Reducing Non-Revenue Water: Experiences of the Gwinnett County Department of Water Resources

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Shelton, Rebecca M.
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This paper will chronicle the efforts of the Gwinnett County Department of Water Resources (DWR) to reduce non-revenue water (NRW) and increase our understanding of our system. In 2011 the Georgia Environmental Protection Division began requiring submittal of water audits by all municipalities serving a population over 3,300. The audits are required to be performed using the AWWA Free Water Audit Software. As DWR began filling out the audit and formally tracking NRW, a team was formed to address non-revenue water across every aspect of the audit. The team included members from finance, customer service, field operations, water production, asset management and operations technical services. The team was action-oriented and included the staff that would actually be implementing the work. The team started by brainstorming possible ways to reduce NRW. This included looking for cross-connections to other municipalities, researching parcels in GIS with structures but without a meter, re-establishing breached pressure zones, lowering pressures, replacing inaccurate large meters, performing leak detection and many other initiatives. Over time, action items were aligned with the water audit categories and a formal action plan developed. Like all journeys, some surprising discoveries were made along the way. We had to go through the process of ruling out possibilities before we could see that, even though our system is relatively young, a significant portion of our NRW is real losses. And it’s no wonder. We have over 3,600 miles of water mains and nearly 239,000 connections. We also found that our production meters that we thought were over 98% accurate, were not. This was significantly affecting our NRW calculation. Perhaps the most meaningful result is the number of programs we initiated or improved to ensure we are properly maintaining our system, which in turn will reduce NRW along the way. Some of these programs include production meter testing and calibration, small and large water meter replacement, leak detection, pressure management, district metered areas, valve inspection and financial reporting and auditing. There were also unexpected benefits to our NRW reduction efforts. Simply having a multi-discipline team meeting monthly allowed us to learn more about the many functions of DWR, and how we can help each other make the Department as a whole more efficient.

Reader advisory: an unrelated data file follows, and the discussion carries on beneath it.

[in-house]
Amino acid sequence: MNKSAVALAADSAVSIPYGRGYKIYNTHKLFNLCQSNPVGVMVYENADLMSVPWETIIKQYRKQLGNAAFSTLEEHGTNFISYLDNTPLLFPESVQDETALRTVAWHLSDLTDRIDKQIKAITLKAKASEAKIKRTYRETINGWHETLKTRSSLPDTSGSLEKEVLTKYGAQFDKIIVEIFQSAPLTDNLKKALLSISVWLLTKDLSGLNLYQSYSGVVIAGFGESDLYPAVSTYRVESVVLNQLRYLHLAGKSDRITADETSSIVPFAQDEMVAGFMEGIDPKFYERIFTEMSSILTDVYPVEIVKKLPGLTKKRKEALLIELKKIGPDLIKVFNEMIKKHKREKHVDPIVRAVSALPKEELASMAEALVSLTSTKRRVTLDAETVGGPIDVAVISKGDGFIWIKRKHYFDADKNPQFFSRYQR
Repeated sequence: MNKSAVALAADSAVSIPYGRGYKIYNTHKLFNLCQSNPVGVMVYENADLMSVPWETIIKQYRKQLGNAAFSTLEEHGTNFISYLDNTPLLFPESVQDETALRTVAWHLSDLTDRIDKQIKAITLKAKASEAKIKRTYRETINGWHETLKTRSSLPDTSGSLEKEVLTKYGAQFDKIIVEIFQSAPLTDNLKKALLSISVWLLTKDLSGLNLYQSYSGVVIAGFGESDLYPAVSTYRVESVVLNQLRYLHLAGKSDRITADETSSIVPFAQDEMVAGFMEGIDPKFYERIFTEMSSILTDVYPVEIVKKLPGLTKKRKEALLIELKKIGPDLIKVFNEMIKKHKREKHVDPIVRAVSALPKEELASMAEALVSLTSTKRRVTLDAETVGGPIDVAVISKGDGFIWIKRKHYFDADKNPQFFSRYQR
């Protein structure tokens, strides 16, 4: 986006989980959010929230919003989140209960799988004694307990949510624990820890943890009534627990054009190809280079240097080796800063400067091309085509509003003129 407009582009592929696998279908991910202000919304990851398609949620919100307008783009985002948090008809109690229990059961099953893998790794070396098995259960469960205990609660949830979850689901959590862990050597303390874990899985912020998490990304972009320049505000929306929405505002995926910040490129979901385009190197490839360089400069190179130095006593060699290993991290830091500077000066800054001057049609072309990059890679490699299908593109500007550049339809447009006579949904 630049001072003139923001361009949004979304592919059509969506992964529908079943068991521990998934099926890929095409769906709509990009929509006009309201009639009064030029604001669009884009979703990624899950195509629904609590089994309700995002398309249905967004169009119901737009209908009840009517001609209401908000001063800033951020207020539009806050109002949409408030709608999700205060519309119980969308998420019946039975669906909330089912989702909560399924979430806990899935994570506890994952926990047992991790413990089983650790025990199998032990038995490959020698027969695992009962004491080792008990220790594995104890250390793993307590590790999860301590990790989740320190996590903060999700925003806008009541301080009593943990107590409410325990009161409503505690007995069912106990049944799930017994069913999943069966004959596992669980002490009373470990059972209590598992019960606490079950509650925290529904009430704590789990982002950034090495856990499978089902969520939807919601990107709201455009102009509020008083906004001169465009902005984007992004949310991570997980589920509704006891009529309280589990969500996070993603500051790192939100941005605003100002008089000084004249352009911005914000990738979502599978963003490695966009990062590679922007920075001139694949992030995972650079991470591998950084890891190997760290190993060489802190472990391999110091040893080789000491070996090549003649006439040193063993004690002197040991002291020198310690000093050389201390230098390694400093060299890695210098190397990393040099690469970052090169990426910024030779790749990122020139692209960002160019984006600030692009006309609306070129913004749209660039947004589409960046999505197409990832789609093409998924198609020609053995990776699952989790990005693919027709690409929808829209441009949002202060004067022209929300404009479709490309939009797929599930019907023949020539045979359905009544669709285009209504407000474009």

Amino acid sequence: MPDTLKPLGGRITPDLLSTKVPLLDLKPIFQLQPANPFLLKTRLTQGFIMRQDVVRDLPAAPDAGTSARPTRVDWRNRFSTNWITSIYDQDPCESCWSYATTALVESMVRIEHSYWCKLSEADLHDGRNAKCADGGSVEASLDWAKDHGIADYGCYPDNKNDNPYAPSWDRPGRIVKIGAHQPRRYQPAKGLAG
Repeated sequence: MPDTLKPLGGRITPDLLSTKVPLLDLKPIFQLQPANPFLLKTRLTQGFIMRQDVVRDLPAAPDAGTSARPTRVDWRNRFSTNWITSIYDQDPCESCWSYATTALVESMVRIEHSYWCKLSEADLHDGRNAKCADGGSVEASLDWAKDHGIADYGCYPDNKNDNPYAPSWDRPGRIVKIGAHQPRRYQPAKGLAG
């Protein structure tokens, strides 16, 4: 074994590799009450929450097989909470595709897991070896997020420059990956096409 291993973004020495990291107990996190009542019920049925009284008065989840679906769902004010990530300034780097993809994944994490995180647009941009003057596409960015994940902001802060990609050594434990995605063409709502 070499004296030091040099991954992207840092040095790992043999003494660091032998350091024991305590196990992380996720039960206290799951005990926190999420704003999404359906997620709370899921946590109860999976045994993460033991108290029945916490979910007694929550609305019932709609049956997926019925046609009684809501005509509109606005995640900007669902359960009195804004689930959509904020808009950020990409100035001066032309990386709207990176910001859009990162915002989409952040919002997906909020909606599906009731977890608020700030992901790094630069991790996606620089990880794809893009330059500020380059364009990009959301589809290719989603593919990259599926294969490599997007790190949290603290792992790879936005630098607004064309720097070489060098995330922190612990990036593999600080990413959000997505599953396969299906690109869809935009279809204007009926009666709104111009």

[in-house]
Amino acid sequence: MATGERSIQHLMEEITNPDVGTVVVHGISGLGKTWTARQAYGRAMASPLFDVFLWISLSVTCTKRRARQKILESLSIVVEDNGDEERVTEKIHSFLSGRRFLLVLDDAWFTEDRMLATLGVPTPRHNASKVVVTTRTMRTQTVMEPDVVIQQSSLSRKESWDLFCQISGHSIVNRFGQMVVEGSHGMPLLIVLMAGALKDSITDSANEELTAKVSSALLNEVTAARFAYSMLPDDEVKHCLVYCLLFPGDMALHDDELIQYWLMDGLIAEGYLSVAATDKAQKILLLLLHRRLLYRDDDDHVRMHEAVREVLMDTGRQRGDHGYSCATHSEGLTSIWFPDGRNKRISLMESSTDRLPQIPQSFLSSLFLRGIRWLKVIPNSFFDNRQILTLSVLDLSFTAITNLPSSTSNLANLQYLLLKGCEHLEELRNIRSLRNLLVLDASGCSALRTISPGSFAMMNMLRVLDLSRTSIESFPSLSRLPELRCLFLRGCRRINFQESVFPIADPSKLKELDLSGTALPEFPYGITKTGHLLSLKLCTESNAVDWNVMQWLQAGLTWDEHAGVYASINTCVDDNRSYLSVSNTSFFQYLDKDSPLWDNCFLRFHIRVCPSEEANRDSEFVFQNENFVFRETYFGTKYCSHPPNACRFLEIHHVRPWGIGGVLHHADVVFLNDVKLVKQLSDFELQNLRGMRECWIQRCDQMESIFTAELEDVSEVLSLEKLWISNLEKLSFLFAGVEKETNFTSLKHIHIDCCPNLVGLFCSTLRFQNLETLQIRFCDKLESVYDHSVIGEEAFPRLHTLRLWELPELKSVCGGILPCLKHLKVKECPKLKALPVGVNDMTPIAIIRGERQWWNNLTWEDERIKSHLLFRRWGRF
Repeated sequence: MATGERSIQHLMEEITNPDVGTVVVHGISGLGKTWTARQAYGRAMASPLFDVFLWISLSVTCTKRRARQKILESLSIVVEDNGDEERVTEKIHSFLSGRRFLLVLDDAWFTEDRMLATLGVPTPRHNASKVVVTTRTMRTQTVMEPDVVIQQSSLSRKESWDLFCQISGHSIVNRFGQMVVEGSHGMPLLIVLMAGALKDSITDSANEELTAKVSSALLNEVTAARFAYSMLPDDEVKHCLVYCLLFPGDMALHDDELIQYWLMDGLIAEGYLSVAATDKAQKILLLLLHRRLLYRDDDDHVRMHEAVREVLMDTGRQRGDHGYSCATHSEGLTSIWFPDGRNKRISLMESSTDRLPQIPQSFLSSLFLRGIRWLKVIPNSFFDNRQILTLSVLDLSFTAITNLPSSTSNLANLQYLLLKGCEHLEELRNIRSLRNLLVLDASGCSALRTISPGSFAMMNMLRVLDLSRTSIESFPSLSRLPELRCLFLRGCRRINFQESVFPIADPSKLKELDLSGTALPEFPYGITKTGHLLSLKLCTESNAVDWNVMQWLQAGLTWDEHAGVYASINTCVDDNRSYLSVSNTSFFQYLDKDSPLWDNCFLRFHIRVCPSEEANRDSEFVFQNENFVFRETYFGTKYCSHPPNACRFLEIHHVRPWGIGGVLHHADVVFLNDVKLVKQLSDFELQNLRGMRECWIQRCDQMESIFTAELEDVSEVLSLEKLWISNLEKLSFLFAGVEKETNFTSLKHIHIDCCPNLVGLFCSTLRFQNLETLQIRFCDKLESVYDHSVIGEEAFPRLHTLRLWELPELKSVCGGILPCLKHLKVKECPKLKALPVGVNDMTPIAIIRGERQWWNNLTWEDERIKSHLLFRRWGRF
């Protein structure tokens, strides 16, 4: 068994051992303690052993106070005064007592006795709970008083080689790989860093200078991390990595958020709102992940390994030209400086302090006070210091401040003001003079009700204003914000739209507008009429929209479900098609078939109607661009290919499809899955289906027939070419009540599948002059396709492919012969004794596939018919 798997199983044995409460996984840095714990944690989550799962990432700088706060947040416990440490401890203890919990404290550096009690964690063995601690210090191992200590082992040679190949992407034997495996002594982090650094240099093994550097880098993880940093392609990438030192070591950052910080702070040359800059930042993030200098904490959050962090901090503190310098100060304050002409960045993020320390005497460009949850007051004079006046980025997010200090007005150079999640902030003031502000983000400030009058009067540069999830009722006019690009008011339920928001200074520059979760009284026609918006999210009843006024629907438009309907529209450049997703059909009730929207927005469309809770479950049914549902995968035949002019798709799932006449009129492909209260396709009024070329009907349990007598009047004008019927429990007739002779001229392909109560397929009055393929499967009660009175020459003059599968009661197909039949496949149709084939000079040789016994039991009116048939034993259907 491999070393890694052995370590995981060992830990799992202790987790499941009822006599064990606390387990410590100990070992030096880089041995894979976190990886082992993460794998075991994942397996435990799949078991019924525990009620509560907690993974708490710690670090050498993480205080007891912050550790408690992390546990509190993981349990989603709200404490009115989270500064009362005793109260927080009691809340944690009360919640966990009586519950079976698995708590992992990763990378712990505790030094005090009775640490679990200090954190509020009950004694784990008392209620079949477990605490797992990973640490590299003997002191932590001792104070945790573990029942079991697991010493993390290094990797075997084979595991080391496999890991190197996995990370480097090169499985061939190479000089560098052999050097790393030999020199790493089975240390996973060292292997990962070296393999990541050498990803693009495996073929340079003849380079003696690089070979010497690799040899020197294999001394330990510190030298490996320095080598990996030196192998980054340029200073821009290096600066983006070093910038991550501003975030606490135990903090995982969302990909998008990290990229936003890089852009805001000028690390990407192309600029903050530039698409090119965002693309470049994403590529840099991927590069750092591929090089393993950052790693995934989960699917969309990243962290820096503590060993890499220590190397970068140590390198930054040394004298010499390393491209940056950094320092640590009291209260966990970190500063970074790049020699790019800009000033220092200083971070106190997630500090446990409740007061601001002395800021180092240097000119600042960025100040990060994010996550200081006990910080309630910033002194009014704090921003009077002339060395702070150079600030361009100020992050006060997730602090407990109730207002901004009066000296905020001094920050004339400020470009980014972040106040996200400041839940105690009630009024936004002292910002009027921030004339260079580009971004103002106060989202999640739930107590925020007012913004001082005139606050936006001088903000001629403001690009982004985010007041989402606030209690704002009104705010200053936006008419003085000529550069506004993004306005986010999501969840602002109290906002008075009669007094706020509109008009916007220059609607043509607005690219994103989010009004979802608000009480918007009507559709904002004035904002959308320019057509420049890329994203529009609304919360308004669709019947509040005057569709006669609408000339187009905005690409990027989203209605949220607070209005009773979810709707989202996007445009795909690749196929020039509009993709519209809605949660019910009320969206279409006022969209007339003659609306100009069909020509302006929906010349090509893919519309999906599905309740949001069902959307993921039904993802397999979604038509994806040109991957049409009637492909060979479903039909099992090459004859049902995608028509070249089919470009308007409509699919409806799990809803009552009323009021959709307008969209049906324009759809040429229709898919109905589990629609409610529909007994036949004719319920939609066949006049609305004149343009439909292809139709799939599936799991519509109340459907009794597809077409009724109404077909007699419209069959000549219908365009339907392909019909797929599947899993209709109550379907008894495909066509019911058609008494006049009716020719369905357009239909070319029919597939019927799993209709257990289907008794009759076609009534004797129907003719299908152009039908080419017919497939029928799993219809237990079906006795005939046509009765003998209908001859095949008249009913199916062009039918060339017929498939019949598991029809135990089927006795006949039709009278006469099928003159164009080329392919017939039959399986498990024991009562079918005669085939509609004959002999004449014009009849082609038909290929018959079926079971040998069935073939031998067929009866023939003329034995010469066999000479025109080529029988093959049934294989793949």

Sponsored by: Georgia Environmental Protection Division; U.S. Department of Agriculture, Natural Resources Conservation Service; Georgia Institute of Technology, Georgia Water Resources Institute; The University of Georgia, Water Resources Faculty.
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